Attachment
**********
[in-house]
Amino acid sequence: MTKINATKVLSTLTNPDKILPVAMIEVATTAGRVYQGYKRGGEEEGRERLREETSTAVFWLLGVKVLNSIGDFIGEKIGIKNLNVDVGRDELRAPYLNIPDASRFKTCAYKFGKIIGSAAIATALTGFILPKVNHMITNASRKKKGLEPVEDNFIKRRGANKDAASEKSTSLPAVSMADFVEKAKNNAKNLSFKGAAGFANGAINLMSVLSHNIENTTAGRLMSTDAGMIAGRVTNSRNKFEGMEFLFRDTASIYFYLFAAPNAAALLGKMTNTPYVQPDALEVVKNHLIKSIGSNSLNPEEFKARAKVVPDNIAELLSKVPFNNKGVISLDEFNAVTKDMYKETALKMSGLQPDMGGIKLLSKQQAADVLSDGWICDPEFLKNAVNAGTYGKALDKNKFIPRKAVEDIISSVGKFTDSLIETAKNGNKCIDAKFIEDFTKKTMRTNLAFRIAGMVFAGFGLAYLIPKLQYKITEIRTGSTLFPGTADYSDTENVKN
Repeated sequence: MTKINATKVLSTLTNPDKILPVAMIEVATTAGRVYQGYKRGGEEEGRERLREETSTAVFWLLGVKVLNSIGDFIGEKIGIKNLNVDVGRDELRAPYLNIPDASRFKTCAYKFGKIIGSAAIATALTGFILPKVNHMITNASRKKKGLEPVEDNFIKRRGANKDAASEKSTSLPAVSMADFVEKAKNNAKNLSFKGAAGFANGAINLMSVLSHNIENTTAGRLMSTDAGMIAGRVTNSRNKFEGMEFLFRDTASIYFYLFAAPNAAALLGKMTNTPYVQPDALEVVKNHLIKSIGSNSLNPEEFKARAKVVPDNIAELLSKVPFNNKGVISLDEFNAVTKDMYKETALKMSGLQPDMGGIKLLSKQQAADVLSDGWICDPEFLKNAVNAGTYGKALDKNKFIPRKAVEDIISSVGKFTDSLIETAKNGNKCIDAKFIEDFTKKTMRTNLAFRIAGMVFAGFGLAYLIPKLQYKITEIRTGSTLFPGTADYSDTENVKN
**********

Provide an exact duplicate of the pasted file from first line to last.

[in-house]
Amino acid sequence: MTKINATKVLSTLTNPDKILPVAMIEVATTAGRVYQGYKRGGEEEGRERLREETSTAVFWLLGVKVLNSIGDFIGEKIGIKNLNVDVGRDELRAPYLNIPDASRFKTCAYKFGKIIGSAAIATALTGFILPKVNHMITNASRKKKGLEPVEDNFIKRRGANKDAASEKSTSLPAVSMADFVEKAKNNAKNLSFKGAAGFANGAINLMSVLSHNIENTTAGRLMSTDAGMIAGRVTNSRNKFEGMEFLFRDTASIYFYLFAAPNAAALLGKMTNTPYVQPDALEVVKNHLIKSIGSNSLNPEEFKARAKVVPDNIAELLSKVPFNNKGVISLDEFNAVTKDMYKETALKMSGLQPDMGGIKLLSKQQAADVLSDGWICDPEFLKNAVNAGTYGKALDKNKFIPRKAVEDIISSVGKFTDSLIETAKNGNKCIDAKFIEDFTKKTMRTNLAFRIAGMVFAGFGLAYLIPKLQYKITEIRTGSTLFPGTADYSDTENVKN
Repeated sequence: MTKINATKVLSTLTNPDKILPVAMIEVATTAGRVYQGYKRGGEEEGRERLREETSTAVFWLLGVKVLNSIGDFIGEKIGIKNLNVDVGRDELRAPYLNIPDASRFKTCAYKFGKIIGSAAIATALTGFILPKVNHMITNASRKKKGLEPVEDNFIKRRGANKDAASEKSTSLPAVSMADFVEKAKNNAKNLSFKGAAGFANGAINLMSVLSHNIENTTAGRLMSTDAGMIAGRVTNSRNKFEGMEFLFRDTASIYFYLFAAPNAAALLGKMTNTPYVQPDALEVVKNHLIKSIGSNSLNPEEFKARAKVVPDNIAELLSKVPFNNKGVISLDEFNAVTKDMYKETALKMSGLQPDMGGIKLLSKQQAADVLSDGWICDPEFLKNAVNAGTYGKALDKNKFIPRKAVEDIISSVGKFTDSLIETAKNGNKCIDAKFIEDFTKKTMRTNLAFRIAGMVFAGFGLAYLIPKLQYKITEIRTGSTLFPGTADYSDTENVKN